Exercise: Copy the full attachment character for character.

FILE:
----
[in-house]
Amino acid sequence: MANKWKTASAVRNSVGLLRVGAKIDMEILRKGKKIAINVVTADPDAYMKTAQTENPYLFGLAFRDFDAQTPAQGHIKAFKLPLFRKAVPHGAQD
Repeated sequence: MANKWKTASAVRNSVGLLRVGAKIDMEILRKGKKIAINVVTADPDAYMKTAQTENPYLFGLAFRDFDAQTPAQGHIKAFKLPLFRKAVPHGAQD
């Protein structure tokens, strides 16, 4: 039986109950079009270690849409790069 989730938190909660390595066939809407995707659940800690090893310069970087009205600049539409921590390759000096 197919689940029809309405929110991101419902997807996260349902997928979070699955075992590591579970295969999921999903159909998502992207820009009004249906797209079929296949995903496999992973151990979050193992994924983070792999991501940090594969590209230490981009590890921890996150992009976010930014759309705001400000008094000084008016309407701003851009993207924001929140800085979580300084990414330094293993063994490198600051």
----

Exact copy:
[in-house]
Amino acid sequence: MANKWKTASAVRNSVGLLRVGAKIDMEILRKGKKIAINVVTADPDAYMKTAQTENPYLFGLAFRDFDAQTPAQGHIKAFKLPLFRKAVPHGAQD
Repeated sequence: MANKWKTASAVRNSVGLLRVGAKIDMEILRKGKKIAINVVTADPDAYMKTAQTENPYLFGLAFRDFDAQTPAQGHIKAFKLPLFRKAVPHGAQD
């Protein structure tokens, strides 16, 4: 039986109950079009270690849409790069 989730938190909660390595066939809407995707659940800690090893310069970087009205600049539409921590390759000096 197919689940029809309405929110991101419902997807996260349902997928979070699955075992590591579970295969999921999903159909998502992207820009009004249906797209079929296949995903496999992973151990979050193992994924983070792999991501940090594969590209230490981009590890921890996150992009976010930014759309705001400000008094000084008016309407701003851009993207924001929140800085979580300084990414330094293993063994490198600051």